Lake Diefenbaker offers a tremendous variety of scenery, activities

Massive Lake Diefenbaker dominates summer recreation in southern Saskatchewan. Its 800 kilometres of shoreline boasts three provincial parks, three regional parks, plus various recreation sites. Most visitors have favourite spots that they keep returning to, but we wanted to look at the big picture by circling the entire lake. What impressed us most about the trip was the tremendous variety of photogenic landscapes, including one-of-a-kind and little-known gems. If you like scenic drives, this is one not to miss.

The lake was formed when the Gardiner Dam was built on the South Saskatchewan River. Most of the land surrounding it on the north end is part of Danielson Provincial Park. Fishing is the big draw here, along with water sports and hiking, including parts of the Trans-Canada Trail through wooded coulees and lakeshore.

A bit south, a lesser-known attraction is Jack Hitchcock’s cabin, built in 1904 by the larger-than-life character who wore buckskins and carried a six-shooter. The simple log cabin remains exactly as the early pioneer left it, including home-made clothes, basic tools, and a hole in the door so his many cats could come and go as they pleased. To get there, head to Hitchcock’s Hideaway resort east of Birsay.

Beechy is the jumping-off point for two of the lake’s north shore highlights: Prairie Lake Regional Park and the remote Sandcastles formation. If we had to a pick our favourite spot on the lake, the Sandcastles would win by a long shot.

The minor road in (dry weather only) crosses fairly level land, then suddenly the landscape opens into a breathtaking view over the hills, valley and shoreline. Halfway down the banks, a steeply sloped hogsback ridge stands alone, its side bare of vegetation and deeply ridged by erosion into castle-like spires.

Saskatchewan Landing Provincial Park, at the lake’s western end, is famous for its iconic landmark, the restored Goodwin House, a 1905 stone building that is now the park information centre. Hiking trails lead into the hills with outstanding views over the lake. The park even has an equestrian campground for those exploring the park by horseback.

To travel the south shore, head south of Saskatchewan Landing on Highway 4 to Stewart Valley, then take the grid road heading east. Before long, you’re taken by surprise as the road drops into a beautiful broad valley carved by Swift Current Creek.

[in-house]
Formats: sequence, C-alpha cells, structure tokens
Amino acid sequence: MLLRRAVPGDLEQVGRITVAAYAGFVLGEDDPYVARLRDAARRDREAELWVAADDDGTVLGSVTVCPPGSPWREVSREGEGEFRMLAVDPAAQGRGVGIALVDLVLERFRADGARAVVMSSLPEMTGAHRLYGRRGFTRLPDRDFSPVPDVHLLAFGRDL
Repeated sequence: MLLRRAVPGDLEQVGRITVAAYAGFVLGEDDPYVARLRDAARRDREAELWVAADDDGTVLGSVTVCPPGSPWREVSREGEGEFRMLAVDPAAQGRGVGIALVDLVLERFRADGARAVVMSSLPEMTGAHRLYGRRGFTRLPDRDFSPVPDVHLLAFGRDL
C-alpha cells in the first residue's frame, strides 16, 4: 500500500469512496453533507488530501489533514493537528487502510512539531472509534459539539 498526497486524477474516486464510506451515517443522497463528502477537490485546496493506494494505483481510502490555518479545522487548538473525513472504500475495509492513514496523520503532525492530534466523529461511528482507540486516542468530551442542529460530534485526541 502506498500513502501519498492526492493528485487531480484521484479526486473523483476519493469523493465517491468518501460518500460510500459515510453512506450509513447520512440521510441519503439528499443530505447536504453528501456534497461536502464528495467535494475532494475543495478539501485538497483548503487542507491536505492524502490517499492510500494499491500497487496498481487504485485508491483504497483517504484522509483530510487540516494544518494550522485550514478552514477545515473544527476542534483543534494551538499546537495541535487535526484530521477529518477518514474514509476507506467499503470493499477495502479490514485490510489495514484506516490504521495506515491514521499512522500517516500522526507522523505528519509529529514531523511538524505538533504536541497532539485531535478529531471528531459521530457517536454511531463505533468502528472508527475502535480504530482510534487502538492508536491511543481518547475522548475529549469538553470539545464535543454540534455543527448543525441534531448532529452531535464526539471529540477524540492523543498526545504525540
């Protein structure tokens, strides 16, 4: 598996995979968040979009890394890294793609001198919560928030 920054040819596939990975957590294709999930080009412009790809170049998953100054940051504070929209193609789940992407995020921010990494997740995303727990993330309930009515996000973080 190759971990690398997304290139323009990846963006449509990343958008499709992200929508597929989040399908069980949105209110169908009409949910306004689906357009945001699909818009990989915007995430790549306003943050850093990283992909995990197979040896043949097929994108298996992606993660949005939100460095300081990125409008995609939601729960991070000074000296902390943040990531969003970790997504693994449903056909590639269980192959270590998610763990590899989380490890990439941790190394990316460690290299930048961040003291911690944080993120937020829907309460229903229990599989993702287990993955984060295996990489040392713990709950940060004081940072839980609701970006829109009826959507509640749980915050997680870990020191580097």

At remote Herbert Ferry Regional Park, they have decided to keep things simple, with no electricity and only basic facilities. It appeals to those wanting a quiet getaway, with lakeside camping at bargain prices. The drive in alone is worth the trip, as the road winds through rolling hills with dramatic vistas.

Continuing east, the main road runs through the scenic Vermillion Hills as it curves north to Riverhurst, site of the lake’s only ferry crossing. Nearby Palliser Regional Park is the exact opposite of Herbert Ferry, bigger and busier, with all the bells and whistles of a popular lakeside park and resort.

For another must-see highlight head to the sand dunes of Douglas Provincial Park on the eastern arm of the lake. After a short hike, you enter another world of vast active dunes with rippled ridges, bowl-shaped blowouts and trees undermined by blowing sand.

Just to the north, Elbow Harbor Recreation Site is home to a golf club and marina for sail boats. You don’t have to be a golfer or sailor to enjoy the postcard setting of the protected cove filled with yachts. In town, a museum features a restored sod house, and near the grain elevator, an impressive Peace Tower built by renowned sculptor Joe Fafard dominates a park.

To do the entire drive, count on more than 500 kilometres, including many of the sidetrips.

Arlene and Robin Karpan are well-travelled writers based in Saskatoon. Contact:

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